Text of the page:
• Assessing each department's performance in the management of its investment planning process. TBS does this through ongoing dialogue and committee work with departments, as well as by reviewing departmental investment plans and submissions. The Secretariat also takes note of audits and reviews conducted by departments or the Auditor General of Canada. (Policy on Investment Planning – Assets and Acquired Services)
  • Reviewing the effectiveness of the policy at the five-year mark of its implementation and ensuring that an evaluation is conducted when supported by a risk-based analysis. (Policy on Investment Planning – Assets and Acquired Services)


  • Ministers are individually responsible to Parliament and the Prime Minister for their own actions and those of their department, including the actions of all officials under their management and direction, whether or not the Ministers had prior knowledge. (Accountable government: a guide for ministers and secretaries of state)
  • In practice, when an error or wrongdoing is committed by officials under their direction, Ministers are responsible for promptly taking the necessary remedial steps and for providing assurances to Parliament that appropriate corrective action has been taken to prevent reoccurrence. (Accountable government: a guide for ministers and secretaries of state)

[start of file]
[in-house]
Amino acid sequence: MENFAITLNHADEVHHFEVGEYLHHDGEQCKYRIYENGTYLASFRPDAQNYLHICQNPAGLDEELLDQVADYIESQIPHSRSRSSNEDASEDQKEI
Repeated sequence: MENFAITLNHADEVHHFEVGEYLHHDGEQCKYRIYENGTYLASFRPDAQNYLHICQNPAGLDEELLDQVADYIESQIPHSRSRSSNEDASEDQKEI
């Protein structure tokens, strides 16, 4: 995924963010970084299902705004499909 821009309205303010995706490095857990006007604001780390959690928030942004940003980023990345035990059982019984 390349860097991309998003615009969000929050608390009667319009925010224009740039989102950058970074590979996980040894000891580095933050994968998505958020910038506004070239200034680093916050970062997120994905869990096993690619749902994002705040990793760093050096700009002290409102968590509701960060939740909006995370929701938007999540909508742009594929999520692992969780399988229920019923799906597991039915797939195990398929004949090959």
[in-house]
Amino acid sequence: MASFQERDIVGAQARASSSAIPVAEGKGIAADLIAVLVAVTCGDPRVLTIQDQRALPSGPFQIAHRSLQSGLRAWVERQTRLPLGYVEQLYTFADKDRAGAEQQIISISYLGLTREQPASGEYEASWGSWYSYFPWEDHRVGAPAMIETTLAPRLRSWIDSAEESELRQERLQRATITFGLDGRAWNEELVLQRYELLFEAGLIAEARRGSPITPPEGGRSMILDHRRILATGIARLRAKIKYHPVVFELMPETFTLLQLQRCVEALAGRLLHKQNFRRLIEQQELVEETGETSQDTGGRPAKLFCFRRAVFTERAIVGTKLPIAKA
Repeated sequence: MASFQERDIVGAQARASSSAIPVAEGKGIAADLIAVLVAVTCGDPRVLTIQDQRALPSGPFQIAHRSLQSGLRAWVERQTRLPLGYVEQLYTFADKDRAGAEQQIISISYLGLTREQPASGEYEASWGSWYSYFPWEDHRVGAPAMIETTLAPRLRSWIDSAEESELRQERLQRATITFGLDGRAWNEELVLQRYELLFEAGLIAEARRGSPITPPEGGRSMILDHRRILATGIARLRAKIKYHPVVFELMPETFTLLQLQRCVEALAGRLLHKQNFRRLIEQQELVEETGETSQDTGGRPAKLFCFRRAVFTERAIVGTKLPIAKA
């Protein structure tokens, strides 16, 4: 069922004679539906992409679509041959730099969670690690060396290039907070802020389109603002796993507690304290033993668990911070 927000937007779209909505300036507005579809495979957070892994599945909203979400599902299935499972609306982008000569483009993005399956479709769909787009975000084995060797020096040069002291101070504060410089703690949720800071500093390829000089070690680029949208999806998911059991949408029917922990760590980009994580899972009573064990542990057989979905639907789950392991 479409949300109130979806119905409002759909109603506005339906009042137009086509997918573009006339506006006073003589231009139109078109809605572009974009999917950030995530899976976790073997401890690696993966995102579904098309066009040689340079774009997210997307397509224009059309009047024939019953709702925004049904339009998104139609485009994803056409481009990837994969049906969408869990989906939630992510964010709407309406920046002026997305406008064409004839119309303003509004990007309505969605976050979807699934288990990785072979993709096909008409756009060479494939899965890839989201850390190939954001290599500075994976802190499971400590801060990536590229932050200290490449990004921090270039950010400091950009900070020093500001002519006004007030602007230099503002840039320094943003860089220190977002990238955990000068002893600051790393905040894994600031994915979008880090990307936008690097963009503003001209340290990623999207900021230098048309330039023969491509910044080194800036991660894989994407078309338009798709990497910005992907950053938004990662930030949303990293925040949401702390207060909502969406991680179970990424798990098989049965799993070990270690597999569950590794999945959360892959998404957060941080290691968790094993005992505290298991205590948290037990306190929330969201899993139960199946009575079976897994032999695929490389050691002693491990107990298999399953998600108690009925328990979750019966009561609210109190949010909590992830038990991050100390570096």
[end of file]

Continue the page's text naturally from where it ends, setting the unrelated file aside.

Deputy Heads

  • Deputy heads are responsible and accountable for a wide range of duties including policy advice, program delivery, internal departmental management and interdepartmental coordination. In performing these duties, deputy ministers have a fundamental responsibility to support both the individual and collective responsibilities of their Minister. The advice that deputy ministers provide should be objective and must respect the law. If conflict occurs between the Minister's instructions and the law, the law prevails. (Accountable government: a guide for ministers and secretaries of state)
  • Deputy heads are responsible for the effective management of the investment planning function within their departments. Effective management includes developing a departmental investment plan, exercising oversight in the implementation of the investment decisions and ensuring appropriate, ongoing measurement of investment performance. (Policy on Investment Planning – Assets and Acquired Services)

1.3 Understanding investments in assets and acquired services

Departmental investment planning is the function of allocating and reallocating all resources associated with new and existing assets and acquired services that are essential to program delivery. Departmental investment planning is a key element in achieving value for money and demonstrating sound stewardship.

To apply the requirements of the Policy on Investment Planning – Assets and Acquired Services, it is important to understand the meaning of terms used within the policy and this and other associated guidance.

Investment: the use of resources with the expectation of a future return of value (quantitative and qualitative), such as an increase in outputs, revenue or assets, or the acquisition of increased organizational capacity (knowledge, expertise or training).